When internationally renowned Haida carver Robert Davidson was only 22 years old, he carved the first new totem pole on British Columbia’s Haida Gwaii in almost a century. On the 50th anniversary of the pole’s raising, Haida filmmaker Christopher Auchter steps through history to revisit the day that would signal the rebirth of the Haida spirit.

A rediscovered Indigenous classic

October 25 at 4:30 p.m. | Talkback | Bachir/Yerex Presentation Space
Loon Lake (23 min.), directed by the Indian Film Crew

A short film about the Nehiyaw people of the Loon River Cree Nation, Loon Lake was first released in 1969, a time when their status on their ancestral lands in northern Alberta was being called into question. It is the work of the Indian Film Crew, Canada’s first all-Indigenous production unit, formed within the framework of the NFB’s historic community film initiative, Challenge for Change.


Related Products

Electronic Press Kit | Images, trailers, synopses:  Five Feminist Minutes – Lake | Freedom Road | Hothouse – XO Rad Magical | Hothouse – The Fake Calendar | Hothouse – Collector | nîpawistamâsowin: We Will Stand Up | Jordan River Anderson, The Messenger | Now Is the Time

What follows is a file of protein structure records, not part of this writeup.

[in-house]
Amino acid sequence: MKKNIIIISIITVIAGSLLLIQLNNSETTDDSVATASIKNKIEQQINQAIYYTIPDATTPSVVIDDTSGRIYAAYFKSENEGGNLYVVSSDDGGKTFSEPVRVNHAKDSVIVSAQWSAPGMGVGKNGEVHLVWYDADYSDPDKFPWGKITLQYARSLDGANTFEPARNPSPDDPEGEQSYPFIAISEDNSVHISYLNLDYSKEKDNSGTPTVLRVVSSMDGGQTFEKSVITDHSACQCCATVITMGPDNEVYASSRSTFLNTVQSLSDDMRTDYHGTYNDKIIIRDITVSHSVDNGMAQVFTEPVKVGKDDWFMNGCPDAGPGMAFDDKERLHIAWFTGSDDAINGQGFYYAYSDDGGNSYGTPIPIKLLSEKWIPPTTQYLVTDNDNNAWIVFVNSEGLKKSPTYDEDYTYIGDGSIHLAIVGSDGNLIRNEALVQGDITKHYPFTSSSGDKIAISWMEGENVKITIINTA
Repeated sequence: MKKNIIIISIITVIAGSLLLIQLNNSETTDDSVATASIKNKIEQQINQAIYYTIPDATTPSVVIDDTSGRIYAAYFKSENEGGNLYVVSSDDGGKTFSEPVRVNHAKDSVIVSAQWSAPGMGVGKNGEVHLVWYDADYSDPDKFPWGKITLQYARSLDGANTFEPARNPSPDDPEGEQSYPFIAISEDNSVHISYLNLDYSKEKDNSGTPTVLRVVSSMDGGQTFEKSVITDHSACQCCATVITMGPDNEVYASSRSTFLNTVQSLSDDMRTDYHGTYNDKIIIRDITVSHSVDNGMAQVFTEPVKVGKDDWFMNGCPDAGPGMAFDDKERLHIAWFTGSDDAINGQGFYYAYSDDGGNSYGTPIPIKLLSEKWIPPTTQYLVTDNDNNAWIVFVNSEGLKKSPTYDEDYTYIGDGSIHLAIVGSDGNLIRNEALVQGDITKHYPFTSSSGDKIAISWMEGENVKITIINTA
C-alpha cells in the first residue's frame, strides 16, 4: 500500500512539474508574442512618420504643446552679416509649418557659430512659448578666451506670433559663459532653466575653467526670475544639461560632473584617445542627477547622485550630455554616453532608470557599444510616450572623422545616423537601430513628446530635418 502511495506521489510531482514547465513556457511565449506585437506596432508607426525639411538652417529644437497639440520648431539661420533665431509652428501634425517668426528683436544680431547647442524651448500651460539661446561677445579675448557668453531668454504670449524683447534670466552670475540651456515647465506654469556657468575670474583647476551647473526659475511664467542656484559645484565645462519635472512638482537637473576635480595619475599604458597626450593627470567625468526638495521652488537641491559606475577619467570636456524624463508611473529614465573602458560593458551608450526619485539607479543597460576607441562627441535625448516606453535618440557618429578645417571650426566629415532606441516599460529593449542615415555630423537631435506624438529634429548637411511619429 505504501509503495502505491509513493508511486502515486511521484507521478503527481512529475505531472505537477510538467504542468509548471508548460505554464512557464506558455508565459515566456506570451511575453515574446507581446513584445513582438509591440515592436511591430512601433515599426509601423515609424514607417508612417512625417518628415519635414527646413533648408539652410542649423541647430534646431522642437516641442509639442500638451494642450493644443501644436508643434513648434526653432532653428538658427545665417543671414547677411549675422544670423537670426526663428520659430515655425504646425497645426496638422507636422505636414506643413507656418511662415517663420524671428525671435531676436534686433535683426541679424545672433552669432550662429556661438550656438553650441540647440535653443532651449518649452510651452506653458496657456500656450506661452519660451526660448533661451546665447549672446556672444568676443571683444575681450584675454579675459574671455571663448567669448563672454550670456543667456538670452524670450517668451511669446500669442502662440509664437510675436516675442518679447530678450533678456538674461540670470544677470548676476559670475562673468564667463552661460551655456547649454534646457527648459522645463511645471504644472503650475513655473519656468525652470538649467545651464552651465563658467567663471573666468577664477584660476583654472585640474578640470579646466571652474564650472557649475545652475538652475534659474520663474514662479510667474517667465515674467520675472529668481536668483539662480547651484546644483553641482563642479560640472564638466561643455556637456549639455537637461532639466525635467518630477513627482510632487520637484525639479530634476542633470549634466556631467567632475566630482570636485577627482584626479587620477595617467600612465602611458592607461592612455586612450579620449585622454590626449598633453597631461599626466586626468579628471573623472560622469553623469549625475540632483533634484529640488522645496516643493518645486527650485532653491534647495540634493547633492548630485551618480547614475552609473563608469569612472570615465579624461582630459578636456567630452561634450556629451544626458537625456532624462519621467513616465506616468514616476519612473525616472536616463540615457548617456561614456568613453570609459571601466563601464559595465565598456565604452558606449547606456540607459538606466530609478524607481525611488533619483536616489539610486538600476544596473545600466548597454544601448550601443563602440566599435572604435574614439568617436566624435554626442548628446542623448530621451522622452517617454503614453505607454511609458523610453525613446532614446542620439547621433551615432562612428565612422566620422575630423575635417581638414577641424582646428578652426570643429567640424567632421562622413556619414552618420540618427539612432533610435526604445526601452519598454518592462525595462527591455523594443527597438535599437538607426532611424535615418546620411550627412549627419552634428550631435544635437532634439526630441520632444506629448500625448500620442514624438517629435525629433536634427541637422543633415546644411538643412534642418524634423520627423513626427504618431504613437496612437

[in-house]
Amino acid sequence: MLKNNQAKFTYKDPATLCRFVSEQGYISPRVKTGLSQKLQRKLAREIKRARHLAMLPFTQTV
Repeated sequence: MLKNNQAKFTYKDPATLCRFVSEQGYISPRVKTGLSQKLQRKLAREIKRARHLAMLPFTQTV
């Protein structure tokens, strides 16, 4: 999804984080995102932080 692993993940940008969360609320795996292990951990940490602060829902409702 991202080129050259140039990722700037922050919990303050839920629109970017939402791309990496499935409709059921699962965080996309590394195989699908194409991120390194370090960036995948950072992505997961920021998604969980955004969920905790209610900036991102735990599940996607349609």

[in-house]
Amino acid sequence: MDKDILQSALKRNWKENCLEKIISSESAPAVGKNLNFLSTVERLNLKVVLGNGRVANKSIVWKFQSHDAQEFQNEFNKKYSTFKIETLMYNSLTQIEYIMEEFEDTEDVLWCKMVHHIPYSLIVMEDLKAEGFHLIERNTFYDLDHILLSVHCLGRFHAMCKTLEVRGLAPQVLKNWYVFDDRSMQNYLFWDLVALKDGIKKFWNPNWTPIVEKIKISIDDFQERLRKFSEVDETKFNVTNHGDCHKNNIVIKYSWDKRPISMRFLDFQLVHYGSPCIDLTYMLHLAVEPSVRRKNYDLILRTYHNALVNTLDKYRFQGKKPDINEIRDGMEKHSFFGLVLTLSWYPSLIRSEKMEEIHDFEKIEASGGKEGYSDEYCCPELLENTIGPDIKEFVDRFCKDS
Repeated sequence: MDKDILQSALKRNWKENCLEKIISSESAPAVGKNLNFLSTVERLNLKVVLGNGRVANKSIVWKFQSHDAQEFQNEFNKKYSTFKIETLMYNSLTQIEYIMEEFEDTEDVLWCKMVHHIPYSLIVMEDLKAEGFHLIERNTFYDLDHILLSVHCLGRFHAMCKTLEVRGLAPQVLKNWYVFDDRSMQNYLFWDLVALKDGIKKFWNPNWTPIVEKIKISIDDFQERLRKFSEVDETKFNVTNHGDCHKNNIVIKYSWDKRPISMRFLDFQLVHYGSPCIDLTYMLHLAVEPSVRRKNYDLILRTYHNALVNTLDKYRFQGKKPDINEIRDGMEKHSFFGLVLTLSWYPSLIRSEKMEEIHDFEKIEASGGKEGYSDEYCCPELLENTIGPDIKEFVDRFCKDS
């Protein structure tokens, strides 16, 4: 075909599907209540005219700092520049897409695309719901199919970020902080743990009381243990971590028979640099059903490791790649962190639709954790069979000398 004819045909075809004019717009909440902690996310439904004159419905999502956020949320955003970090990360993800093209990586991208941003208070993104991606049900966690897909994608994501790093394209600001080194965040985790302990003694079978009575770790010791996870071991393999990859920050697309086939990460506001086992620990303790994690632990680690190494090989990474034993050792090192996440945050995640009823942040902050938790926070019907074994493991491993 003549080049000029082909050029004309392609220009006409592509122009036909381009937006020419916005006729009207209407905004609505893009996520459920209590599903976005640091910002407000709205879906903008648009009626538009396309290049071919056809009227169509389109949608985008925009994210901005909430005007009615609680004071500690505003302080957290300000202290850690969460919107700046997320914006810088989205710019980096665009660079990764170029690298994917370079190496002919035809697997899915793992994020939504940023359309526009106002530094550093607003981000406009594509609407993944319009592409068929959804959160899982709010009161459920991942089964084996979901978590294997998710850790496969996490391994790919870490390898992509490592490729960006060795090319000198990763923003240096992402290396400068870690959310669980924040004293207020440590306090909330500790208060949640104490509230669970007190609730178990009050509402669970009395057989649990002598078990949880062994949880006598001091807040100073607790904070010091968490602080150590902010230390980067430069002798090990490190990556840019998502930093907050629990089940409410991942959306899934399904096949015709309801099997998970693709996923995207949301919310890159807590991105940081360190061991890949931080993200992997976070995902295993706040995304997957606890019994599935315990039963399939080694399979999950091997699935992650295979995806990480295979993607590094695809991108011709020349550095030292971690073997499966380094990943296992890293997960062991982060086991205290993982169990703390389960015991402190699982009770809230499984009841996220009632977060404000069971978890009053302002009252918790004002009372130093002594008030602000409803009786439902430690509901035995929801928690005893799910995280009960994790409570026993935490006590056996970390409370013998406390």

Associated Links

imagineNATIVE Film + Media Arts Festival
Downstream Documentary Productions

Media Relations

  • About the NFB

    The NFB is Canada’s public producer and distributor of award-winning documentaries, auteur animation, interactive stories and participatory experiences, working with talented creators across the country. The NFB is taking action to combat systemic racism and become a more open and diverse organization, while working to strengthen Indigenous-led production and gender equity in film and digital media. NFB productions have won more than 7,000 awards, including 12 Oscars. To access this unique content, visit NFB.ca.